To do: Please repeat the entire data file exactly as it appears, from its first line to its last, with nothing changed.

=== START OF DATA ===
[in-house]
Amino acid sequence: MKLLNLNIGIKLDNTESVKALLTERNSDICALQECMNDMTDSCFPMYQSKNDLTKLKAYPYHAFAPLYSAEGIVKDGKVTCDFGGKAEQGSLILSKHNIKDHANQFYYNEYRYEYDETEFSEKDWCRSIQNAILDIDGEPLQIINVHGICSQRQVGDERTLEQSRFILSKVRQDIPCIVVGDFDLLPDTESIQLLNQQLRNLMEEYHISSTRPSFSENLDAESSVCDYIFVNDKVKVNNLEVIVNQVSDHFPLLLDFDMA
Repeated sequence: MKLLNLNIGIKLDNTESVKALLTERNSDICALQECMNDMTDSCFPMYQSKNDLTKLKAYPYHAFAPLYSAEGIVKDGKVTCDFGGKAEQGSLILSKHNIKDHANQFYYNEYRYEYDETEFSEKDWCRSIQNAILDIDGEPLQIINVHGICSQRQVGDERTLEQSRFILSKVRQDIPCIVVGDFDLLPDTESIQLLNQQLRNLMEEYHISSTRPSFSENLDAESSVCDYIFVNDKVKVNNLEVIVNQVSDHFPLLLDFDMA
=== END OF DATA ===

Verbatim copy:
[in-house]
Amino acid sequence: MKLLNLNIGIKLDNTESVKALLTERNSDICALQECMNDMTDSCFPMYQSKNDLTKLKAYPYHAFAPLYSAEGIVKDGKVTCDFGGKAEQGSLILSKHNIKDHANQFYYNEYRYEYDETEFSEKDWCRSIQNAILDIDGEPLQIINVHGICSQRQVGDERTLEQSRFILSKVRQDIPCIVVGDFDLLPDTESIQLLNQQLRNLMEEYHISSTRPSFSENLDAESSVCDYIFVNDKVKVNNLEVIVNQVSDHFPLLLDFDMA
Repeated sequence: MKLLNLNIGIKLDNTESVKALLTERNSDICALQECMNDMTDSCFPMYQSKNDLTKLKAYPYHAFAPLYSAEGIVKDGKVTCDFGGKAEQGSLILSKHNIKDHANQFYYNEYRYEYDETEFSEKDWCRSIQNAILDIDGEPLQIINVHGICSQRQVGDERTLEQSRFILSKVRQDIPCIVVGDFDLLPDTESIQLLNQQLRNLMEEYHISSTRPSFSENLDAESSVCDYIFVNDKVKVNNLEVIVNQVSDHFPLLLDFDMA